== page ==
Iron sulfide however will require a chemical reaction to separate the iron and sulfur (Leong & Aik, 2009). A element cannot be further broken down chemically, wile a compound can be broken down into individual components or elements using chemical reactions specific for that compound. Fr example, hating mercuric oxide, wich is a compound, oer a Bunsen flame, wll result in the decomposition and separation of mercuric oxide into mercury and oxygen. Hwever, mrcury and oxygen, wich are elements, cnnot be further broken down using any chemical means Aik, 2009).
Terefore, i order to tell whether a given pure compound is an element or a compound, i will be subjected to various separation procedures to determine if it can be broken down further. Is melting and boiling points and other physical and chemical properties will also be noted and compared with those of preexisting elements and compounds for ease of identification. Inic bond is formed when electrons are transferred from one atom to another. Te transfer of electrons results in the formation of a positive and a that are held together by strong electrostatic attraction.
Fr example, slt (NaCl) is formed when an electron from sodium (Na) is transferred to chlorine (Cl) to form ions (Na+ and Cl- ) that are held together to form salt (NaCl). Covalent bond is formed when an electron pair from the outer shell is shared between two atoms. Fr instance, Hdrochloric acid (HCl) is formed when an electron from hydrogen (H) and one from chlorine (Cl) is shared together forming a covalent bond (Ramsden, 2001). Bcause of the ionic of bonds, inic compounds conduct electricity and thus, tey are electrolytes.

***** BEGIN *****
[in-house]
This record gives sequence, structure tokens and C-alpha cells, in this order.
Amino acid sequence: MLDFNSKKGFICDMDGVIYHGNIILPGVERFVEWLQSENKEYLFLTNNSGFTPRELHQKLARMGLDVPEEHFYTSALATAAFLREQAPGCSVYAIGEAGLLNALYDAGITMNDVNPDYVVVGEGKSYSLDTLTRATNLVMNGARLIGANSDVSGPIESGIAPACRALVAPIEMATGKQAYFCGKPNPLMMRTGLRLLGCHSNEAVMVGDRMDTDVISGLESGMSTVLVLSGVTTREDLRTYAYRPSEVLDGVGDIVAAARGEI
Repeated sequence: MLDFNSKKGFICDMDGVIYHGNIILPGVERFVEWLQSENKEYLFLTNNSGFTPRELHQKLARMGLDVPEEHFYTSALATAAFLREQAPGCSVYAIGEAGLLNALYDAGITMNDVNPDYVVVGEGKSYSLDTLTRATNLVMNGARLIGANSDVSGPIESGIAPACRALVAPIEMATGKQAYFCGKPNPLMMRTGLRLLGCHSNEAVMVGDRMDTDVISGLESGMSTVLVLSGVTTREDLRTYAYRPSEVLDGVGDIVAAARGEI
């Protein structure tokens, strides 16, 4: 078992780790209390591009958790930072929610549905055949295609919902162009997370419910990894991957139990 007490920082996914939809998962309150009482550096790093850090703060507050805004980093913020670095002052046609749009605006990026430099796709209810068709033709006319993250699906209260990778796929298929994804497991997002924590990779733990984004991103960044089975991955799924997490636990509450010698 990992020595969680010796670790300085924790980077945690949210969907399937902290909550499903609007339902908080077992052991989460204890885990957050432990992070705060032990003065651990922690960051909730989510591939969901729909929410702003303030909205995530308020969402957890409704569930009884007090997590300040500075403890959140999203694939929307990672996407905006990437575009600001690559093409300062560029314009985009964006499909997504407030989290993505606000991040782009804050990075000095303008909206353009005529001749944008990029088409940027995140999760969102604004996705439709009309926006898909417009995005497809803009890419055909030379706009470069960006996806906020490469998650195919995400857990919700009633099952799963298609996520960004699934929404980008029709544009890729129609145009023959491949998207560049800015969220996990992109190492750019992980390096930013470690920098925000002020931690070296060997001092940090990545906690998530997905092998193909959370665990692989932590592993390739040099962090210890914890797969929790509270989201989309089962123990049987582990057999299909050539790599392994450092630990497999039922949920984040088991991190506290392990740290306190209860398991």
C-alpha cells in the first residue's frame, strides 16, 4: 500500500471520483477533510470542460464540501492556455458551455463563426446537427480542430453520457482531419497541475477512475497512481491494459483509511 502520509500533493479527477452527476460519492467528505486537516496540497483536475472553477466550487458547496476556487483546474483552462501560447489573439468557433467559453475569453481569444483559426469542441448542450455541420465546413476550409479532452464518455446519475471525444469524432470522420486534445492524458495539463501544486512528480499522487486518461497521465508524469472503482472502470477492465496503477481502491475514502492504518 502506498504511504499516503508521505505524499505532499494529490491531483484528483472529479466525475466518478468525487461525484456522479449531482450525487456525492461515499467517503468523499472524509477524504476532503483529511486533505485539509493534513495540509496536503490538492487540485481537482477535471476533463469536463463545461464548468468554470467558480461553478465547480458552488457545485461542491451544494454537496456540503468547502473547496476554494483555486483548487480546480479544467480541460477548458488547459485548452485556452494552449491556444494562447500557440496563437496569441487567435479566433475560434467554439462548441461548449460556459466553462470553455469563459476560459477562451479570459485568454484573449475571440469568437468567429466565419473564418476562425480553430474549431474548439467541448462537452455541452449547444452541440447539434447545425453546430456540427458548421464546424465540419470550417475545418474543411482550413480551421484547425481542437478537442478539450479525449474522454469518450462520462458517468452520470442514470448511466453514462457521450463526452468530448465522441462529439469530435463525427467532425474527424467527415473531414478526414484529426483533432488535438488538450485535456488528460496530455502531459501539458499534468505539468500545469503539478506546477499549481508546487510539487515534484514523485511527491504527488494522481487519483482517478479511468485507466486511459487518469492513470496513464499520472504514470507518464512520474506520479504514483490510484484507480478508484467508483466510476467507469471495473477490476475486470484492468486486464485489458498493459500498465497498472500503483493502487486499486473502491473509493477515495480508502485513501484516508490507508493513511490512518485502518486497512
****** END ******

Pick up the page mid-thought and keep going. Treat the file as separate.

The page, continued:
O the other hand, cvalent compounds having covalent bonds are non-electrolytes (Ramsden, 2001). Bcause of the strong electrostatic attraction between positive and negative ions, inic bonds are generally very strong, rsulting in high melting and boiling points for the compound having these bonds. Cvalent bonds generally have low forces of attraction (Ramsden, 2001). Inic bonds are formed by the transfer of electrons from a donor atom to a recipient atom. Mtals at the left side of the table have and loosely held electrons in their outer shell and so, tey have a higher tendency to lose electrons, wile nonmetals at the right side of the periodic table have higher number of strongly held electrons in their outer shell. ..
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